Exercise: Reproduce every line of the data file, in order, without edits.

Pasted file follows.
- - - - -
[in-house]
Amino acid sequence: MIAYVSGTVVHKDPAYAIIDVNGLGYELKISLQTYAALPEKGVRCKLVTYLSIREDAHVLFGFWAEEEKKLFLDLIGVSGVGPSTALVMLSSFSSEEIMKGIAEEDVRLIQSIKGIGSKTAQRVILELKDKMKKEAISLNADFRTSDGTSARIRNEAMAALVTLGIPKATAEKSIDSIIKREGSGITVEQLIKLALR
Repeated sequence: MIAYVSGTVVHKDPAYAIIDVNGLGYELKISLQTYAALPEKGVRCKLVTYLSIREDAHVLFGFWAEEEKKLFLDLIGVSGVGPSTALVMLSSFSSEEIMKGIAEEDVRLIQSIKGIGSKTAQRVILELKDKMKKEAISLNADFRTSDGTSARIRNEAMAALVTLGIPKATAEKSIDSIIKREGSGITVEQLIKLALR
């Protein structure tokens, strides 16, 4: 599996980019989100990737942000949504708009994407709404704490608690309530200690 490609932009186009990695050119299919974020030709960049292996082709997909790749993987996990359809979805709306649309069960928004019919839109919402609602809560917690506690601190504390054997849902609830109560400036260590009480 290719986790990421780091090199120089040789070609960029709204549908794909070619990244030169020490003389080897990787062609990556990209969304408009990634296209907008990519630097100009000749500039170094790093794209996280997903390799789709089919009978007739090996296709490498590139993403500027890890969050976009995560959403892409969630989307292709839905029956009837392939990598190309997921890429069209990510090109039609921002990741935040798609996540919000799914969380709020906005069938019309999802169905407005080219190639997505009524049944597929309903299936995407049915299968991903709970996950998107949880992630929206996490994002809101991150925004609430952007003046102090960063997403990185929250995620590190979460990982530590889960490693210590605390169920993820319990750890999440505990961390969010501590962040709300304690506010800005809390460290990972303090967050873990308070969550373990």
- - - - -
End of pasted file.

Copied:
[in-house]
Amino acid sequence: MIAYVSGTVVHKDPAYAIIDVNGLGYELKISLQTYAALPEKGVRCKLVTYLSIREDAHVLFGFWAEEEKKLFLDLIGVSGVGPSTALVMLSSFSSEEIMKGIAEEDVRLIQSIKGIGSKTAQRVILELKDKMKKEAISLNADFRTSDGTSARIRNEAMAALVTLGIPKATAEKSIDSIIKREGSGITVEQLIKLALR
Repeated sequence: MIAYVSGTVVHKDPAYAIIDVNGLGYELKISLQTYAALPEKGVRCKLVTYLSIREDAHVLFGFWAEEEKKLFLDLIGVSGVGPSTALVMLSSFSSEEIMKGIAEEDVRLIQSIKGIGSKTAQRVILELKDKMKKEAISLNADFRTSDGTSARIRNEAMAALVTLGIPKATAEKSIDSIIKREGSGITVEQLIKLALR
């Protein structure tokens, strides 16, 4: 599996980019989100990737942000949504708009994407709404704490608690309530200690 490609932009186009990695050119299919974020030709960049292996082709997909790749993987996990359809979805709306649309069960928004019919839109919402609602809560917690506690601190504390054997849902609830109560400036260590009480 290719986790990421780091090199120089040789070609960029709204549908794909070619990244030169020490003389080897990787062609990556990209969304408009990634296209907008990519630097100009000749500039170094790093794209996280997903390799789709089919009978007739090996296709490498590139993403500027890890969050976009995560959403892409969630989307292709839905029956009837392939990598190309997921890429069209990510090109039609921002990741935040798609996540919000799914969380709020906005069938019309999802169905407005080219190639997505009524049944597929309903299936995407049915299968991903709970996950998107949880992630929206996490994002809101991150925004609430952007003046102090960063997403990185929250995620590190979460990982530590889960490693210590605390169920993820319990750890999440505990961390969010501590962040709300304690506010800005809390460290990972303090967050873990308070969550373990």